Hit Refresh is a book that illustrates the future of new technologies that Microsoft CEO Satya Nadella has charted out, for Microsoft and the world at large. I was indeed enthralled by a lot of what Nadella had to say, be it about quantum computing, the cultural change he is attempting to institute in his company, his story, emerging technologies, and how he thinks the world will (and should) progress in the future.
Contrary to what I had expected, he seldom (if at all) mentions Windows and its future or the innovative Surface line of Microsoft-branded hardware that seems to project what the company believes to be the future of computing. It seems to make it clear that Nadella firmly believes that the future of Microsoft is in the cloud, and not in hardware or the Operating System that catapulted them where they are today.
While reading this publication that switches, sometimes awkwardly, between the author’s personal life story, the future of technology, the importance of empathy, and of course, the vitality of every entity hitting refresh in their own manner; one does feel thankful for not feeling that they’re reading a book that is oriented completely towards businesspeople.
But that soon begs the question - who is this book for, then? Is it for the business executive? Clearly not, as it goes from speaking about what a leader should be like and how they should empathise with their customers and working with rivals, to speaking about the future of technology. Then is it for a technology enthusiast, like me? I’d say not, as it too often dabbles into business practices in the middle of speaking of emerging technologies. And for someone wanting to learn about an inspiring life story of the man at the forefront of a revolution (or as Nadella would more aptly put it, a refresh) in Microsoft - and possibly the technology industry as a whole, I’d say to look elsewhere. This book will not give you that, as I was hoping prior to turning its pages.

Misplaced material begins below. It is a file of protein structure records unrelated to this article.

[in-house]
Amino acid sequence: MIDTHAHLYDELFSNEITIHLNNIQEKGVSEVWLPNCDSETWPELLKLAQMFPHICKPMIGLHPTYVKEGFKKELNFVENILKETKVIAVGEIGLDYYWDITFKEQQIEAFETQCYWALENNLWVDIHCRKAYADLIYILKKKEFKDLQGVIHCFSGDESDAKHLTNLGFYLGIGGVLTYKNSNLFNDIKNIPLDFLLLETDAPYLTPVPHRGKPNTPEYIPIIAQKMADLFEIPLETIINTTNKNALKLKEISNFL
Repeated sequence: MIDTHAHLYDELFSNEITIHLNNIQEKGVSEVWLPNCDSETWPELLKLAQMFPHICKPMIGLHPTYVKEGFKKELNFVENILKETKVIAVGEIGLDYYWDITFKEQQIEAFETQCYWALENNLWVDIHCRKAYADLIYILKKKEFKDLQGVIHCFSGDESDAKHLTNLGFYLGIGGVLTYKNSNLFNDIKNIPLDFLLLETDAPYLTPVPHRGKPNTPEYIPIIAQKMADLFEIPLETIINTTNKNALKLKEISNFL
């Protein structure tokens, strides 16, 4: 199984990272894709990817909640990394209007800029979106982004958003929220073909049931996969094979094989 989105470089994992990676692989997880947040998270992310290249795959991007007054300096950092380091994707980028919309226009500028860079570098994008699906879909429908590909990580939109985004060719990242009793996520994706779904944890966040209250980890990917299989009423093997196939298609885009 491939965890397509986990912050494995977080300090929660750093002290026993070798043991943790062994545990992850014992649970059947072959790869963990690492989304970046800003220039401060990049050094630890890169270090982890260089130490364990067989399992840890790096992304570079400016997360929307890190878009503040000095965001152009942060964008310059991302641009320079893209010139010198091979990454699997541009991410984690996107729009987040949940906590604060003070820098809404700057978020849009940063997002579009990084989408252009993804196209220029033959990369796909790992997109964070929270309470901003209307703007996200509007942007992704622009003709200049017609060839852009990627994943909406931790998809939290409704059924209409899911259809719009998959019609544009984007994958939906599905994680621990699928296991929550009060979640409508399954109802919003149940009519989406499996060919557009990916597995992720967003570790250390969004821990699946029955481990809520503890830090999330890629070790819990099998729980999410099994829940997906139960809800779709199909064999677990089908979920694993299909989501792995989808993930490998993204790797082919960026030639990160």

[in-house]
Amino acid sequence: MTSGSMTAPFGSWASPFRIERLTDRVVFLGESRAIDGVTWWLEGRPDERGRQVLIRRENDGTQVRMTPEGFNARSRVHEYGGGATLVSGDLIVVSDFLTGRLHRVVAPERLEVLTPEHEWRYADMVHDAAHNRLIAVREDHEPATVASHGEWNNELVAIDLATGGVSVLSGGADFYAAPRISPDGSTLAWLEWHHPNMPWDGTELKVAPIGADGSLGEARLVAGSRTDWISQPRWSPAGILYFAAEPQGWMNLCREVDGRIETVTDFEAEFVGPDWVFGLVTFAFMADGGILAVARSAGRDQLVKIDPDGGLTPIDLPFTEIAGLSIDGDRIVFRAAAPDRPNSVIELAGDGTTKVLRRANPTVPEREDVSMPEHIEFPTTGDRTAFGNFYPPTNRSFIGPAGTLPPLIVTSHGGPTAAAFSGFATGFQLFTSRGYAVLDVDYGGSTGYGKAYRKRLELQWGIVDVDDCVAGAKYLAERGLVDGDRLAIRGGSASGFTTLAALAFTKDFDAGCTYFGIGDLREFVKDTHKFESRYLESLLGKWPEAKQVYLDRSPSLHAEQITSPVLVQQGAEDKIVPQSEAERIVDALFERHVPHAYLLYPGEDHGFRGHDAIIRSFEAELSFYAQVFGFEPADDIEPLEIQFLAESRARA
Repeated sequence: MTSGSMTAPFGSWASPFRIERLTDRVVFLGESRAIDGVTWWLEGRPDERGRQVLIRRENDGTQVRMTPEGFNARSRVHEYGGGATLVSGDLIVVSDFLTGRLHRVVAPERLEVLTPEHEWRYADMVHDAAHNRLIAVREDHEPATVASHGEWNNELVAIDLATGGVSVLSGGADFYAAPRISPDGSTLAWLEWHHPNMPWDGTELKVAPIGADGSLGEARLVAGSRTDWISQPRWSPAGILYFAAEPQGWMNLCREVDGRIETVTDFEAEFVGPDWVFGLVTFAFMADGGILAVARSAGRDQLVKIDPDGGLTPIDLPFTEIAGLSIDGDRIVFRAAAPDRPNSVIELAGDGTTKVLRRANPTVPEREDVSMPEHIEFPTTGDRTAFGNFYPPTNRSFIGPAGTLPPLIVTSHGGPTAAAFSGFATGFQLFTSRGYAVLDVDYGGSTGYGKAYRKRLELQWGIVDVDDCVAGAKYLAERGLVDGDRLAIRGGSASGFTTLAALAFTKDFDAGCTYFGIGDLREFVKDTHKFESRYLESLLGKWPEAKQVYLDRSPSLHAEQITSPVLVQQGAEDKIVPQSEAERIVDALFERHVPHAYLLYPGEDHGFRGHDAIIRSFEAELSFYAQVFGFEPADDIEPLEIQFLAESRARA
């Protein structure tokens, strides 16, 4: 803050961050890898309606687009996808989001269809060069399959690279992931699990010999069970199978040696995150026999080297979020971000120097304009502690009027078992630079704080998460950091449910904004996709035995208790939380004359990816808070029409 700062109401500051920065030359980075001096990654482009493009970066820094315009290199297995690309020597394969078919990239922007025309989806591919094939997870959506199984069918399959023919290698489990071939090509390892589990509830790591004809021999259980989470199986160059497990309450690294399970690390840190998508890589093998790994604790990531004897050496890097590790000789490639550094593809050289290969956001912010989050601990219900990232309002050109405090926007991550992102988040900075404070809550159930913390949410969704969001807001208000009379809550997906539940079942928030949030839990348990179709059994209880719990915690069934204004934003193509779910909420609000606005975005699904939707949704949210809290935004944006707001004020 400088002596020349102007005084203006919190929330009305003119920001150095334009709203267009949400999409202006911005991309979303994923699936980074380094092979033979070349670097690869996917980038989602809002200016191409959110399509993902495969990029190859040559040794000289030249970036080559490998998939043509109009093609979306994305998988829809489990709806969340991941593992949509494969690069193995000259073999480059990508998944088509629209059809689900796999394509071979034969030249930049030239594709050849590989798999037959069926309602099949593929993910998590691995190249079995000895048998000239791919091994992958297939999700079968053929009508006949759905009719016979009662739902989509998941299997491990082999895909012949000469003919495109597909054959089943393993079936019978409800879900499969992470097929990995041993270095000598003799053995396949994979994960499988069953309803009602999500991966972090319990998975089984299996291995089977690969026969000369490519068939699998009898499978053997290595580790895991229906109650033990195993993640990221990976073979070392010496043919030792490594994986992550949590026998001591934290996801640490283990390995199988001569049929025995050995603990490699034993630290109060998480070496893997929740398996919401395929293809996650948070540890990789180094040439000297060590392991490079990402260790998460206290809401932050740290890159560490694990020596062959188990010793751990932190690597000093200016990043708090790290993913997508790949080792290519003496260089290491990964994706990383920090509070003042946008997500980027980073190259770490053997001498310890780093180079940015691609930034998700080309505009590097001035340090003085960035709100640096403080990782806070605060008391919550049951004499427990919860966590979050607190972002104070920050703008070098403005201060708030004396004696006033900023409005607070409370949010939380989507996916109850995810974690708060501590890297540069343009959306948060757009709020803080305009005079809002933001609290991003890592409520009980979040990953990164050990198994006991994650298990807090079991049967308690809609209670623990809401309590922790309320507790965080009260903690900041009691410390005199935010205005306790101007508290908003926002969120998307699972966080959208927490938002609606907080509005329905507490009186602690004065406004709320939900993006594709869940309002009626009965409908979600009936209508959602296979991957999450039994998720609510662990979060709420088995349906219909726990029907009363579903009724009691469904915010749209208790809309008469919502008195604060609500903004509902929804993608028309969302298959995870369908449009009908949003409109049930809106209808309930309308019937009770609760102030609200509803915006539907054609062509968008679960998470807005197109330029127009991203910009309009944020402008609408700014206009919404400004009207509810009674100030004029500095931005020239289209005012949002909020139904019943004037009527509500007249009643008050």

And that’s my primary qualm with Hit Refresh. It contains some remarkable thoughts on emerging technologies and the world in the future that is impacted greatly by them, excellent advice for leaders, as well as thought-provoking words about developing and changing the world as a whole. It even throws in narrations of the personal life of Nadella, which, if extended, would have done only good to the book. That further compounds the feeling of wanting more, in all the previously mentioned aspects.
Yet a book that too often feels like it’s trying to deliver more than it could reasonably accommodate is hard to recommend.